Action on Smoking and Health (ASH) - a D.C.-based anti-smoking group - admitted yesterday that it has every intention of pursuing smoking bans not only in indoor workplaces and everywhere outdoors, but in private homes as well.
In boasting how the organization helped Newsweek re-write a story about smoking bans to emphasize that the trend is not only with respect to workplaces, but also with respect to the outdoors and private homes, ASH stated:
"the Virginia bill was only part of a developing trend -- one to restrict or even ban smoking more broadly, including both outdoors and in private homes. As the article now reports: "Some cities are even addressing outdoor smoking. Lawmakers in Calabasas, Calif., last week banned it on streets and sidewalks and in parking lots and restaurant patios. Instead, smokers will use small 'smokers' outposts.' In 18 states, smoking can be raised in child-custody disputes. 'Here we are literally reaching into the last frontier - right into the home,' says [the] executive director of the antismoking group Action on Smoking and Health. No longer can you argue, 'My home is my castle. I've got the right to smoke'."
The Rest of the Story
I don't think ASH has done any favors to the effort to protect people from secondhand smoke by helping Newsweek re-write its story to emphasize that smokefree efforts are aimed not only at evidence-based efforts to protect workers from the hazards of secondhand smoke, but also at completely non-evidence-based fanaticism.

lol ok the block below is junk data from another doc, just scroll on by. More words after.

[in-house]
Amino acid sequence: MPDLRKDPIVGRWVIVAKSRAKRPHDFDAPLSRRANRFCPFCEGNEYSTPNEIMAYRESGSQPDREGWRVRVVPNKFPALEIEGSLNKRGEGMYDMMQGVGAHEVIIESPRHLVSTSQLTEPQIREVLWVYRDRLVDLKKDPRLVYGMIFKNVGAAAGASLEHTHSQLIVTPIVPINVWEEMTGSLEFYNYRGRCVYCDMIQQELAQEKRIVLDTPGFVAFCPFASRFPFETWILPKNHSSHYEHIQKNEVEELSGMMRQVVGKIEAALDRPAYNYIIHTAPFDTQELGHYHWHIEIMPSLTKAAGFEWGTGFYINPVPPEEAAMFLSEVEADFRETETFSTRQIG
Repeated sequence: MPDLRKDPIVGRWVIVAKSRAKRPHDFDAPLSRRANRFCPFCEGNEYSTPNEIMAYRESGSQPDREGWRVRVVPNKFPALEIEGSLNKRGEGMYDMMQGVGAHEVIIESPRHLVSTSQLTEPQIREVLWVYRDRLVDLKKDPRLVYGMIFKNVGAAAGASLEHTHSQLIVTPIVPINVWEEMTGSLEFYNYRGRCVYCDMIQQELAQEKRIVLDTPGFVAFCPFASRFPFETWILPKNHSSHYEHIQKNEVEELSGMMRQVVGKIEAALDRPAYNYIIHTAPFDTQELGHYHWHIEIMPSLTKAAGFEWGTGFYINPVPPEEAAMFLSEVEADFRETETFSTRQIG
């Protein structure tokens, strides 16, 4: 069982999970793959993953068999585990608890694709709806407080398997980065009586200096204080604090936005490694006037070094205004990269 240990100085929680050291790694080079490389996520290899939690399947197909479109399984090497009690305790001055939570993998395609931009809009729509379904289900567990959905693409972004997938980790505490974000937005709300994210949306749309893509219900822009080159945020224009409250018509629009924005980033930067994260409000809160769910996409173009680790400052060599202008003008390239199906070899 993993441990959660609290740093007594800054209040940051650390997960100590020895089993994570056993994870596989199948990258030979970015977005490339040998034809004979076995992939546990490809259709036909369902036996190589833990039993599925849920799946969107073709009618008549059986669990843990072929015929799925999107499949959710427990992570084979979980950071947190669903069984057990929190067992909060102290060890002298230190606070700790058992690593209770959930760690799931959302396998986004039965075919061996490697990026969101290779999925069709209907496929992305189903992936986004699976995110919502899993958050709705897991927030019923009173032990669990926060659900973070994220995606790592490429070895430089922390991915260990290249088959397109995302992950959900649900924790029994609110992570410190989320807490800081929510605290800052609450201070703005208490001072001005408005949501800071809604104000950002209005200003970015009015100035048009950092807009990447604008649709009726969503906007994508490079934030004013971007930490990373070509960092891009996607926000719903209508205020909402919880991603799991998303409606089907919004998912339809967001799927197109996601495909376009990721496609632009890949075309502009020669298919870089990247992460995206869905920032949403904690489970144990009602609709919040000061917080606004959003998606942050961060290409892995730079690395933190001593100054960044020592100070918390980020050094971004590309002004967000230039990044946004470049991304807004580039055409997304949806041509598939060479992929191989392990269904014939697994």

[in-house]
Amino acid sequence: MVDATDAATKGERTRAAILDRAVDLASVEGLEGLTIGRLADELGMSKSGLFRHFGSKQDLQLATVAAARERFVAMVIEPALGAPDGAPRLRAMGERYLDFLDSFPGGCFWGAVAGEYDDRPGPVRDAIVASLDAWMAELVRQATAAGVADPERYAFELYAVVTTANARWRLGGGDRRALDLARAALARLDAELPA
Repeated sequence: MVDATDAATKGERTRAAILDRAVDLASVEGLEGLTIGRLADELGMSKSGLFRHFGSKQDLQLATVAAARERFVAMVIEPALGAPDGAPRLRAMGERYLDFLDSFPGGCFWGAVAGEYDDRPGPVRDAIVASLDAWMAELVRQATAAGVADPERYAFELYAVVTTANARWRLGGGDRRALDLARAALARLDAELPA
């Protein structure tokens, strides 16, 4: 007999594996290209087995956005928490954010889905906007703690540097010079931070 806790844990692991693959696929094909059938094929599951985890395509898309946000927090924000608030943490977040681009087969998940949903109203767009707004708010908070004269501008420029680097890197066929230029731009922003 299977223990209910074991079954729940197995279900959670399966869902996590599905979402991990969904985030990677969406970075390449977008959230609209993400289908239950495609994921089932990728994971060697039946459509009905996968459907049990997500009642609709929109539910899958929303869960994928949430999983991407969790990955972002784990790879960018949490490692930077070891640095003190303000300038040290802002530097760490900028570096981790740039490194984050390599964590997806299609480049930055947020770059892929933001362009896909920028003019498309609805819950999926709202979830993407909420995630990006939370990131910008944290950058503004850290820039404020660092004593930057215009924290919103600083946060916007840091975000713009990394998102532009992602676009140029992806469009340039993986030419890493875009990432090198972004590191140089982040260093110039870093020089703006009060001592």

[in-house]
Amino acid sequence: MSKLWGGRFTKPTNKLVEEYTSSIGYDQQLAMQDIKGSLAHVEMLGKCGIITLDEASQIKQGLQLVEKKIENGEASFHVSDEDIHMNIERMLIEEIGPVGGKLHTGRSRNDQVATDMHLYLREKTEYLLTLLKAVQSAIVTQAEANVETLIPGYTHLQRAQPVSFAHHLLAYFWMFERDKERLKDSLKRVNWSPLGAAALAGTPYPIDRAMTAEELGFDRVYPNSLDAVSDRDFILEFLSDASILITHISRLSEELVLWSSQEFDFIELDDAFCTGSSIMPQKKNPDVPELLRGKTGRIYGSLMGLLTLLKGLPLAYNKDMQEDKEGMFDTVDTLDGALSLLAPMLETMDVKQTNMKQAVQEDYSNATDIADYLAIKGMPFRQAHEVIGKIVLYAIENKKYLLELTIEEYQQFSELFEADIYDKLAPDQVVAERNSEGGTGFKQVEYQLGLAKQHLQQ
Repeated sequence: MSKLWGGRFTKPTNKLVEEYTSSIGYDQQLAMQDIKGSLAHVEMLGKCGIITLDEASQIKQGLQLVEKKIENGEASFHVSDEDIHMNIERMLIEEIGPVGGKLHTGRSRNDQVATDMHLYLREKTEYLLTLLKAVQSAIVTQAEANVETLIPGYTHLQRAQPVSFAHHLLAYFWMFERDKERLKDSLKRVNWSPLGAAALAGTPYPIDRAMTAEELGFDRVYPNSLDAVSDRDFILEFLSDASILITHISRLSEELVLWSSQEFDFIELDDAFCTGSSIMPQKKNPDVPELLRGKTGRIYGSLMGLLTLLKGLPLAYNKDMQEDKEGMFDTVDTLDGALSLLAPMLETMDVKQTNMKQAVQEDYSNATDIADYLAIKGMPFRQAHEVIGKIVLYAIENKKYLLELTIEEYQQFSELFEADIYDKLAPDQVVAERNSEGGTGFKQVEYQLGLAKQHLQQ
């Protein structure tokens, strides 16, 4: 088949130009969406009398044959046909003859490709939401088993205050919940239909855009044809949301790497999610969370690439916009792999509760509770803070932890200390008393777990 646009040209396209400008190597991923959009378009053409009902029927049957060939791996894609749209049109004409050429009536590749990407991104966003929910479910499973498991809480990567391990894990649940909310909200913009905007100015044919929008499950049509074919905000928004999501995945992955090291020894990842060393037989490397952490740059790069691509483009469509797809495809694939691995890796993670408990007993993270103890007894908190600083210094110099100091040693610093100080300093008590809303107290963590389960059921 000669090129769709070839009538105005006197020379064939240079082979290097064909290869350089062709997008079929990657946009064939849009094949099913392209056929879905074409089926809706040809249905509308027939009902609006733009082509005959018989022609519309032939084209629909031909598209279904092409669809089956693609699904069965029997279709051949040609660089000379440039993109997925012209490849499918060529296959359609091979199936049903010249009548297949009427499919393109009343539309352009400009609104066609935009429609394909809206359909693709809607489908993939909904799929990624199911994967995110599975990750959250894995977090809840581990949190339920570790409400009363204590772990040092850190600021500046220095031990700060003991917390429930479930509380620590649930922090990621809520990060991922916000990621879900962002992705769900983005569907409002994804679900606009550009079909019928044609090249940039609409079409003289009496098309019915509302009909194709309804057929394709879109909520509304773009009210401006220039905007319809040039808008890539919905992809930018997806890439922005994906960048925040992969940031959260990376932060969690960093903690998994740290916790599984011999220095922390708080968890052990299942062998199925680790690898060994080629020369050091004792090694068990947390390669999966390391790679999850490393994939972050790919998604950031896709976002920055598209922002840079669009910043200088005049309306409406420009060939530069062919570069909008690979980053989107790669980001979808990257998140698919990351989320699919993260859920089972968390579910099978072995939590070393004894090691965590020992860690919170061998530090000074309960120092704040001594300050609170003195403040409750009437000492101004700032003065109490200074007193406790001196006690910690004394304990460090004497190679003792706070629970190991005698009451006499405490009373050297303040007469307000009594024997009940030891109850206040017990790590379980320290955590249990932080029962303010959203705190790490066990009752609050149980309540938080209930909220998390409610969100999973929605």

I don't think that gives smokefree advocates a good name; it hurts our reputation and seriously threatens our credibility. It also makes it clear (incorrectly I hope) that smokefree advocates have absolutely no regard for individual privacy. It casts us as back-door prohibitionists who are too timid to actually propose eliminating the production and sale of tobacco products, but who are trying to prohibit its use anyway by basically banning its use anywhere.
The sanctity and privacy of the home and of the great outdoors was previously what allowed advocates like me to make it clear to people that I knew where to draw the line and that this smokefree movement was not simply a fanatical effort to achieve a de facto prohibition of tobacco use. By emphasizing that we had no intention of regulating smoking in private homes or in all outdoor places, we retained credibility as being advocates who were promoting science-based policy and who had some respect for privacy and individual autonomy.
But ASH has now publicly destroyed that by giving the public the impression that the ultimate aim of the smokefree movement is to try to ban smoking everywhere, even in private homes.
By boasting that smokefree advocates are trying to reach "right into the home," ASH has, I believe, taken an action that is going to contribute towards destroying the credibility of even legitimate efforts to provide workers with a safe, smoke-free workplace.
ASH needs to be checked, and quickly, before it succeeds in completely destroying the credibility of smokefree efforts. And the only way to do that is for smokefree organizations to speak out and make it clear that ASH does not speak for them. They must make it clear that this is a science-based movement and that it is a movement that does respect the privacy of the home.
Unfortunately, my experience makes it clear that tobacco control organizations are unwilling to criticize any anti-smoking group, regardless of how improper is the action they are taking. I doubt any group will say anything. That's unfortunate, because it is going to hurt the smokefree movement, including the work of those organizations that have not crossed the line into outright fanaticism.
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